I understand the padding that takes place between the members of a struct to ensure correct alignment of individual types. However, why does the data structure have to be a multiple of alignment of largest member? I don't understand the padding is needed at the end.
Good question. Consider this hypothetical type:
So, an object of type
The answer is seen if you use the type like this:
But why does alignment even matter? There are several reasons, all hardware-related. One reason is that recently/frequently used memory is cached in cache lines on the CPU silicon for rapid access. An aligned object smaller than a cache line always fits in a single line (but see the interesting comments appended below), but an unaligned object may straddle two lines, wasting cache.
There are actually even more fundamental hardware reasons, having to do with the way byte-addressable data is transferred down a 32- or 64-bit data bus, quite apart from cache lines. Not only will misalignment clog the bus with extra fetches (due as before to straddling), but it will also force registers to shift bytes as they come in. Even worse, misalignment tends to confuse optimization logic (at least, Intel's optimization manual says that it does, though I have no personal knowledge of this last point). So, misalignment is very bad from a performance standpoint.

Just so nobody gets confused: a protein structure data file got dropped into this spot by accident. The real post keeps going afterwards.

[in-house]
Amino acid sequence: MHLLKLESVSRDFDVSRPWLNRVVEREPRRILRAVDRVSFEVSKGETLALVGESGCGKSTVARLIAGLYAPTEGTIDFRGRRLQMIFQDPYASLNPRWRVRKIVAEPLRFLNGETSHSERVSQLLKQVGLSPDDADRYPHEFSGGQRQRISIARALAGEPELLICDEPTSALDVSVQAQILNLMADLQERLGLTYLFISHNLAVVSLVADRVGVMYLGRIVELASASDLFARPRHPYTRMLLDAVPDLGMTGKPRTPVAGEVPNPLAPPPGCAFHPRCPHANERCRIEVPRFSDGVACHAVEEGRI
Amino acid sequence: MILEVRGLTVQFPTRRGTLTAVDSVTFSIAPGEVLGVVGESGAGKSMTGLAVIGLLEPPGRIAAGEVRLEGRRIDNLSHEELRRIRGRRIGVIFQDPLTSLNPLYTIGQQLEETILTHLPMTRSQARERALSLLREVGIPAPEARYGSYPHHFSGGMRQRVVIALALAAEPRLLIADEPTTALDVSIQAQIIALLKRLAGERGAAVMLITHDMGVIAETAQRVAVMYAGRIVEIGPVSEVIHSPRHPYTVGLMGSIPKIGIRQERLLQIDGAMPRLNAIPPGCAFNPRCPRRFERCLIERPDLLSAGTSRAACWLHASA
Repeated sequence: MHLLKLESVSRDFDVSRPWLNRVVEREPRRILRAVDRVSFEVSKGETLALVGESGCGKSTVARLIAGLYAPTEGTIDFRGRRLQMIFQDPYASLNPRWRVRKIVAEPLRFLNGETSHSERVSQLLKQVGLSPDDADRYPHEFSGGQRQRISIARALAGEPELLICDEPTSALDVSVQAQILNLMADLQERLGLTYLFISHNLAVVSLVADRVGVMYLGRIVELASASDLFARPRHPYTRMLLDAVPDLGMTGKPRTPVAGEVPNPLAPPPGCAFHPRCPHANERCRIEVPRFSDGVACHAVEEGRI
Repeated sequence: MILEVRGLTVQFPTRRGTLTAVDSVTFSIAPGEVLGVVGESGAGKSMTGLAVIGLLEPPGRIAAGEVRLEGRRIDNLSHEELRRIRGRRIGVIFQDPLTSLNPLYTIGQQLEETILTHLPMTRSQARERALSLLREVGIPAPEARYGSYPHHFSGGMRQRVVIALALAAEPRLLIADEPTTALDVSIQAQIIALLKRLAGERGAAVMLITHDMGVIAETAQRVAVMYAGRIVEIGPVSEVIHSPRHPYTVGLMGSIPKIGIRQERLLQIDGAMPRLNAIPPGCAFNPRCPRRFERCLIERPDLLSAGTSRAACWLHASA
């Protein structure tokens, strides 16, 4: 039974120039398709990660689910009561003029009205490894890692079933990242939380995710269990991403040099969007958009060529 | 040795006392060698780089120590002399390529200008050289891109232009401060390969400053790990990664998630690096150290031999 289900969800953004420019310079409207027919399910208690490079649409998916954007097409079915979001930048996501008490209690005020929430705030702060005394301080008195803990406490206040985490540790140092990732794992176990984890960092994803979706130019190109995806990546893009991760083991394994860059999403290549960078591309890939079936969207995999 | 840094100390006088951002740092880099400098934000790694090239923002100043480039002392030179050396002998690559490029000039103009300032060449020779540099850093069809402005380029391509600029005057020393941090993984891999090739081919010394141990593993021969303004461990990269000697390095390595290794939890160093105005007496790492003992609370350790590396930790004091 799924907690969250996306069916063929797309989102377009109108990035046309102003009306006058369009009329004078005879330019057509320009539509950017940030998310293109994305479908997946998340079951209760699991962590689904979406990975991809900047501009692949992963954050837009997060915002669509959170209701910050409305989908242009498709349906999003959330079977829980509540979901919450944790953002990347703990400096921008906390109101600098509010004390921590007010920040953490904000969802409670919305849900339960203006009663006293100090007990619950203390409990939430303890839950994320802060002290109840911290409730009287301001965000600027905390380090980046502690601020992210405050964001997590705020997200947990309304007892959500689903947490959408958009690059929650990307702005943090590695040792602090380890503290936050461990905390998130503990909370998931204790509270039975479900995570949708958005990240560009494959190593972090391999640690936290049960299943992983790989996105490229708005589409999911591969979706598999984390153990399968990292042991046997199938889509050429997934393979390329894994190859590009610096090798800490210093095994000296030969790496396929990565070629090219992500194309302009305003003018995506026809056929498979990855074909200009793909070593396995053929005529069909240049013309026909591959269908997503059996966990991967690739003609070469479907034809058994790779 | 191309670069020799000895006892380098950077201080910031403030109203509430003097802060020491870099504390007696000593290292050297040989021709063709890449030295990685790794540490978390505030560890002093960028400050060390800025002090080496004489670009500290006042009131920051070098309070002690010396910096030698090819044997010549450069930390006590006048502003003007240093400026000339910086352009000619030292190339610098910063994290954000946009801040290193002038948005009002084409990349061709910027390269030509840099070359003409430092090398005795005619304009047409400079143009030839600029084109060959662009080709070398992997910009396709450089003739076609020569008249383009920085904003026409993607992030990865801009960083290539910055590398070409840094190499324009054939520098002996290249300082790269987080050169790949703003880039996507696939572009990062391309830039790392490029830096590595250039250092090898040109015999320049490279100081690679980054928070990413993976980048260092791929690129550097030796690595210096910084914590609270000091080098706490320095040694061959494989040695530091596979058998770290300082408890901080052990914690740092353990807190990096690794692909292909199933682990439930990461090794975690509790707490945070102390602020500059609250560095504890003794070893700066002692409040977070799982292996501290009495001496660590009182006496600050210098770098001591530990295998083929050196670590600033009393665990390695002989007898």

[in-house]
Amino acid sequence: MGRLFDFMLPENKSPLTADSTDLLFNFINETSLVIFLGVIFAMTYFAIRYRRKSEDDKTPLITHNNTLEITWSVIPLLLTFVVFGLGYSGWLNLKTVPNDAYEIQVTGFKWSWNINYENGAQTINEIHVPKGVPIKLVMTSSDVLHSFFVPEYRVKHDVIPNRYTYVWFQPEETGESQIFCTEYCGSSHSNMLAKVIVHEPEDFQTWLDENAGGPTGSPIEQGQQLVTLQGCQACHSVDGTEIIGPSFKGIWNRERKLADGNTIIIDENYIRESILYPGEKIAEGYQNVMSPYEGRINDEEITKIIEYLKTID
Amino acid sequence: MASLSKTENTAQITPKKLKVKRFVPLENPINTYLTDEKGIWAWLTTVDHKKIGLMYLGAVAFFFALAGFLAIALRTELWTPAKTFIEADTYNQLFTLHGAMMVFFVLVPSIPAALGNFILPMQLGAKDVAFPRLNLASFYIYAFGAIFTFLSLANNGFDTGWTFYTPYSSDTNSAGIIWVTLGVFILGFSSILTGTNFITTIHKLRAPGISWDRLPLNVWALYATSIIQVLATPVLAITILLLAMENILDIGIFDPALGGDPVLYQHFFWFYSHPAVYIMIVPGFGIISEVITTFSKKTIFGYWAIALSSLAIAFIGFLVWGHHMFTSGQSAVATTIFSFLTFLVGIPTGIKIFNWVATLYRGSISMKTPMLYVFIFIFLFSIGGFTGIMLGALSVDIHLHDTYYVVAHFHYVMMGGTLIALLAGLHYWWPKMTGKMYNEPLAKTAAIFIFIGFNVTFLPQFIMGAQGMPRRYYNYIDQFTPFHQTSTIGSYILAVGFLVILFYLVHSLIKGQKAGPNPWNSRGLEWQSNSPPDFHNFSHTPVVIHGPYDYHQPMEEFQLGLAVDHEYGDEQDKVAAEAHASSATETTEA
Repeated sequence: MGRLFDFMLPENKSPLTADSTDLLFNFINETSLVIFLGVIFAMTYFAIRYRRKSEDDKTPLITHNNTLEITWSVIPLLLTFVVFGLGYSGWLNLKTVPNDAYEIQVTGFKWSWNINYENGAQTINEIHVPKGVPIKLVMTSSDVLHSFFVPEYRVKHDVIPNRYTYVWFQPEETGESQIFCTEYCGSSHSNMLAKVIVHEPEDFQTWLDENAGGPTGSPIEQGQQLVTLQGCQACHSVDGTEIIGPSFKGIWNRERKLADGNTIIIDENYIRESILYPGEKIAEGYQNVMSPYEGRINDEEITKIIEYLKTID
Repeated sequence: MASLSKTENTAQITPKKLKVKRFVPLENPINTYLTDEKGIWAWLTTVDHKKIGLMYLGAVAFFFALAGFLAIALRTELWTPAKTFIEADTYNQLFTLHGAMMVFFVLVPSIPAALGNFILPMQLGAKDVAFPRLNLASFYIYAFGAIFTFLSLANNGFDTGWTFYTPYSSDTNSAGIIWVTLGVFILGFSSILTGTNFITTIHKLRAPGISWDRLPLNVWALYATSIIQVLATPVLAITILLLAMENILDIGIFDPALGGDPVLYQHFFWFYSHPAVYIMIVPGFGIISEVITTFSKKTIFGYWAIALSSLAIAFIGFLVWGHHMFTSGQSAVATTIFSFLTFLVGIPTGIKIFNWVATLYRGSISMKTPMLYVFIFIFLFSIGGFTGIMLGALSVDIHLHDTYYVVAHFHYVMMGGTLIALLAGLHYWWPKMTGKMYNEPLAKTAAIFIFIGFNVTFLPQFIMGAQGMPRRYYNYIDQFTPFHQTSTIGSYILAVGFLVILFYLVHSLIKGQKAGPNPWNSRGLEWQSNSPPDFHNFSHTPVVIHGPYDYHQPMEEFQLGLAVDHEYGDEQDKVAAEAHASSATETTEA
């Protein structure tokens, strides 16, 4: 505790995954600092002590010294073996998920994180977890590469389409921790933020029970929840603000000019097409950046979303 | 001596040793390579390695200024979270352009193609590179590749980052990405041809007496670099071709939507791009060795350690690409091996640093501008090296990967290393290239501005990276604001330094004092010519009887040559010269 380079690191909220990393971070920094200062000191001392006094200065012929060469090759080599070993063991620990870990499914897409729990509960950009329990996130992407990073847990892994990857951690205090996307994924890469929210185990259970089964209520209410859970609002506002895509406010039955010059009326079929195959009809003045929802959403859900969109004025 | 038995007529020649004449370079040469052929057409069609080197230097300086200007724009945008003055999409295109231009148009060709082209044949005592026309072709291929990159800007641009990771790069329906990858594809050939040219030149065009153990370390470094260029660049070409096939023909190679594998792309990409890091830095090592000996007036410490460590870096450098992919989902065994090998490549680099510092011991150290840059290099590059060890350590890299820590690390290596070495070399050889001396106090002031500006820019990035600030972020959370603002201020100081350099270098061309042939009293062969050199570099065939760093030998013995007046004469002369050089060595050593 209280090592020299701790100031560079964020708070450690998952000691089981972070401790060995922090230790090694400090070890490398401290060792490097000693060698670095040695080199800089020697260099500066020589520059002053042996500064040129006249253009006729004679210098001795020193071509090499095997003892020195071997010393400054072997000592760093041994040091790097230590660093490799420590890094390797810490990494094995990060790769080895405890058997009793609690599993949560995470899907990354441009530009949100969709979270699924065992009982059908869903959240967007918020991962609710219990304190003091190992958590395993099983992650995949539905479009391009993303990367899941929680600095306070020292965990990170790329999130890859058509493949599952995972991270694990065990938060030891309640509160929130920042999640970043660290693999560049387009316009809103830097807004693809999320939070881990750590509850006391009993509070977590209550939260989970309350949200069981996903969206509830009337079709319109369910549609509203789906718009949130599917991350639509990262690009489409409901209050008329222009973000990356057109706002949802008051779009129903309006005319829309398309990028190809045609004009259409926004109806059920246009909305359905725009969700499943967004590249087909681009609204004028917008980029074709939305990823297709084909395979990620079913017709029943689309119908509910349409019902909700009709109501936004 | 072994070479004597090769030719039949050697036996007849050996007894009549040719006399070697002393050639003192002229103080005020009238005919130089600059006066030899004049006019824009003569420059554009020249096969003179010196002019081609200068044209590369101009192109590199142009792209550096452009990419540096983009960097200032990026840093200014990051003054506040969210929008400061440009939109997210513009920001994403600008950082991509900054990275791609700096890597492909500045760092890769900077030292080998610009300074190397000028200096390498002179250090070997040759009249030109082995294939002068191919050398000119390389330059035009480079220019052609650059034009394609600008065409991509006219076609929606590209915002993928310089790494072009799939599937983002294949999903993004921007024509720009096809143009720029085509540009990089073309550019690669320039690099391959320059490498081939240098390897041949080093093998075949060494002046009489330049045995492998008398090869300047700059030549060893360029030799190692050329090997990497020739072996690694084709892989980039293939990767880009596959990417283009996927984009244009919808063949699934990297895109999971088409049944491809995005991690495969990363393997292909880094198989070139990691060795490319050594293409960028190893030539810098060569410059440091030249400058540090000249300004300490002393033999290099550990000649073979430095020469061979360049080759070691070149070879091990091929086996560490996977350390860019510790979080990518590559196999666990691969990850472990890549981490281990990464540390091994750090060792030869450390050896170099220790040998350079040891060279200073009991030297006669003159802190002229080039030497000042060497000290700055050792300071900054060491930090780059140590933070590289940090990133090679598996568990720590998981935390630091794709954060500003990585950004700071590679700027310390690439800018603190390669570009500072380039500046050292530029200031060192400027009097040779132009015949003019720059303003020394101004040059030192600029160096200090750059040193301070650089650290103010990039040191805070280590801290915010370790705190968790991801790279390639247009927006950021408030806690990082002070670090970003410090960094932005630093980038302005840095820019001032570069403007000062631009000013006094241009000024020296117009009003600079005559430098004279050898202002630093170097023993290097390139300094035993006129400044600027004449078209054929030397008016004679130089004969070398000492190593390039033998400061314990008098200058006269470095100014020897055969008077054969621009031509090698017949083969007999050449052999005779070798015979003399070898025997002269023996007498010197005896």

It usually is worth it to waste the padding bytes for these reasons.
Update: The comments below are all useful. I recommend them.
Because of virtual addressing.
By the way, I found the Wikipedia page on this quite well written.
If the register size of the CPU is 32 bits, then it can grab memory that is on 32 bit boundaries with a single assembly instruction. It is slower to grab 32 bits, and then get the byte that starts at bit 8.
BTW: There doesn't have to be padding. You can ask that structures be packed.
Depending on the hardware, alignment might be necessary or just help speeding up execution.
There is a certain number of processors (ARM I believe) in which an unaligned access leads to a hardware exception. Plain and simple.
Even though typical x86 processors are more lenient, there is still a penalty in accessing unaligned fundamental types, as the processor has to do more work to bring the bits into the register before being able to operate on it. Compilers usually offer specific attributes/pragmas when packing is desirable nonetheless.